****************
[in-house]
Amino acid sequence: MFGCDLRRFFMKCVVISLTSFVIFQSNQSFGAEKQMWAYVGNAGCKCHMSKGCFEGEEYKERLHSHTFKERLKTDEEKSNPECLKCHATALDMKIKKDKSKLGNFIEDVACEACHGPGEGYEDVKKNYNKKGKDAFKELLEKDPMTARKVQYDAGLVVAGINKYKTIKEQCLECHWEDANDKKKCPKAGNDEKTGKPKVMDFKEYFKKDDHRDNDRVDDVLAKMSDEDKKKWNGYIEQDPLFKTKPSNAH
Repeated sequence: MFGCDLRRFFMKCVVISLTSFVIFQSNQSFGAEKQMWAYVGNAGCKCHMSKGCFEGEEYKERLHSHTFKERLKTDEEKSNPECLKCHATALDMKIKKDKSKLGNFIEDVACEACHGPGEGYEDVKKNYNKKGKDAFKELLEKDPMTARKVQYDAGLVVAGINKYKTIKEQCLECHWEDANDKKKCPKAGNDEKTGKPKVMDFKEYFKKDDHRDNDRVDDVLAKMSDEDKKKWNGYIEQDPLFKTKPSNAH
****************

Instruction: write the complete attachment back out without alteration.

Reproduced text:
[in-house]
Amino acid sequence: MFGCDLRRFFMKCVVISLTSFVIFQSNQSFGAEKQMWAYVGNAGCKCHMSKGCFEGEEYKERLHSHTFKERLKTDEEKSNPECLKCHATALDMKIKKDKSKLGNFIEDVACEACHGPGEGYEDVKKNYNKKGKDAFKELLEKDPMTARKVQYDAGLVVAGINKYKTIKEQCLECHWEDANDKKKCPKAGNDEKTGKPKVMDFKEYFKKDDHRDNDRVDDVLAKMSDEDKKKWNGYIEQDPLFKTKPSNAH
Repeated sequence: MFGCDLRRFFMKCVVISLTSFVIFQSNQSFGAEKQMWAYVGNAGCKCHMSKGCFEGEEYKERLHSHTFKERLKTDEEKSNPECLKCHATALDMKIKKDKSKLGNFIEDVACEACHGPGEGYEDVKKNYNKKGKDAFKELLEKDPMTARKVQYDAGLVVAGINKYKTIKEQCLECHWEDANDKKKCPKAGNDEKTGKPKVMDFKEYFKKDDHRDNDRVDDVLAKMSDEDKKKWNGYIEQDPLFKTKPSNAH